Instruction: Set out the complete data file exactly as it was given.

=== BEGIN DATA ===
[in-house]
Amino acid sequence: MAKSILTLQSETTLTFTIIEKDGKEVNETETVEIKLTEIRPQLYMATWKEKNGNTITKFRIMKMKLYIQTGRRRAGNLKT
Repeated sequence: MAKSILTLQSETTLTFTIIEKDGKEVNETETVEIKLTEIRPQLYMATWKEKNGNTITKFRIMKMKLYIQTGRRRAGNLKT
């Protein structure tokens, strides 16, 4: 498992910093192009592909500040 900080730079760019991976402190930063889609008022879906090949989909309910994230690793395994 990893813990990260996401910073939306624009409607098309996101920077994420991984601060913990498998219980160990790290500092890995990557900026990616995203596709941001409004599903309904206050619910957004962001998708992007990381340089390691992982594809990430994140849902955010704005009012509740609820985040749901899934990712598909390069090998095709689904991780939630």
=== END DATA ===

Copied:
[in-house]
Amino acid sequence: MAKSILTLQSETTLTFTIIEKDGKEVNETETVEIKLTEIRPQLYMATWKEKNGNTITKFRIMKMKLYIQTGRRRAGNLKT
Repeated sequence: MAKSILTLQSETTLTFTIIEKDGKEVNETETVEIKLTEIRPQLYMATWKEKNGNTITKFRIMKMKLYIQTGRRRAGNLKT
């Protein structure tokens, strides 16, 4: 498992910093192009592909500040 900080730079760019991976402190930063889609008022879906090949989909309910994230690793395994 990893813990990260996401910073939306624009409607098309996101920077994420991984601060913990498998219980160990790290500092890995990557900026990616995203596709941001409004599903309904206050619910957004962001998708992007990381340089390691992982594809990430994140849902955010704005009012509740609820985040749901899934990712598909390069090998095709689904991780939630």